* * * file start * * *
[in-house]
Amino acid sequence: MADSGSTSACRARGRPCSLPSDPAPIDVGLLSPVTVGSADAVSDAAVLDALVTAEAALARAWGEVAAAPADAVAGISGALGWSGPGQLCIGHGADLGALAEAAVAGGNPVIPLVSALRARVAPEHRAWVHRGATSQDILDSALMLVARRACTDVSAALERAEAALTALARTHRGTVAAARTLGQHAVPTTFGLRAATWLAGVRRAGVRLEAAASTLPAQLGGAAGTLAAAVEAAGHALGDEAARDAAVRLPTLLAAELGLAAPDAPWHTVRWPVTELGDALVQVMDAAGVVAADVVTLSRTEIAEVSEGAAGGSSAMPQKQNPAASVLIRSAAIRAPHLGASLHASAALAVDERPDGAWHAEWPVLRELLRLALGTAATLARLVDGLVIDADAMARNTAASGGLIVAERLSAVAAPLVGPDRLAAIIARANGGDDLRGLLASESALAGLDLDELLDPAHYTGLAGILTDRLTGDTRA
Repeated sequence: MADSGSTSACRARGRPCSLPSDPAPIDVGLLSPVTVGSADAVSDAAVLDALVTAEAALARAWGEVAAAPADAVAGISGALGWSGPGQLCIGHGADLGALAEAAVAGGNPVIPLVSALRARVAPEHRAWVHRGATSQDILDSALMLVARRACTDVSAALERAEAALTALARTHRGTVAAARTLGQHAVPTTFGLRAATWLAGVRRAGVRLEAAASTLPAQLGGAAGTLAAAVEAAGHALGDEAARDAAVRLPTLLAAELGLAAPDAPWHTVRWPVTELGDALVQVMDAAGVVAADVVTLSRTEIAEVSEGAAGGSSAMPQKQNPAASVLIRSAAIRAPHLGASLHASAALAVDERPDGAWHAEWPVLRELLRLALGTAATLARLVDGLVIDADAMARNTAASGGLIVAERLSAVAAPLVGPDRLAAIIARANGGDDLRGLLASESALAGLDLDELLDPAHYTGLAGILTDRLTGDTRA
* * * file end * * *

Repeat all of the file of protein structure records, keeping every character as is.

[in-house]
Amino acid sequence: MADSGSTSACRARGRPCSLPSDPAPIDVGLLSPVTVGSADAVSDAAVLDALVTAEAALARAWGEVAAAPADAVAGISGALGWSGPGQLCIGHGADLGALAEAAVAGGNPVIPLVSALRARVAPEHRAWVHRGATSQDILDSALMLVARRACTDVSAALERAEAALTALARTHRGTVAAARTLGQHAVPTTFGLRAATWLAGVRRAGVRLEAAASTLPAQLGGAAGTLAAAVEAAGHALGDEAARDAAVRLPTLLAAELGLAAPDAPWHTVRWPVTELGDALVQVMDAAGVVAADVVTLSRTEIAEVSEGAAGGSSAMPQKQNPAASVLIRSAAIRAPHLGASLHASAALAVDERPDGAWHAEWPVLRELLRLALGTAATLARLVDGLVIDADAMARNTAASGGLIVAERLSAVAAPLVGPDRLAAIIARANGGDDLRGLLASESALAGLDLDELLDPAHYTGLAGILTDRLTGDTRA
Repeated sequence: MADSGSTSACRARGRPCSLPSDPAPIDVGLLSPVTVGSADAVSDAAVLDALVTAEAALARAWGEVAAAPADAVAGISGALGWSGPGQLCIGHGADLGALAEAAVAGGNPVIPLVSALRARVAPEHRAWVHRGATSQDILDSALMLVARRACTDVSAALERAEAALTALARTHRGTVAAARTLGQHAVPTTFGLRAATWLAGVRRAGVRLEAAASTLPAQLGGAAGTLAAAVEAAGHALGDEAARDAAVRLPTLLAAELGLAAPDAPWHTVRWPVTELGDALVQVMDAAGVVAADVVTLSRTEIAEVSEGAAGGSSAMPQKQNPAASVLIRSAAIRAPHLGASLHASAALAVDERPDGAWHAEWPVLRELLRLALGTAATLARLVDGLVIDADAMARNTAASGGLIVAERLSAVAAPLVGPDRLAAIIARANGGDDLRGLLASESALAGLDLDELLDPAHYTGLAGILTDRLTGDTRA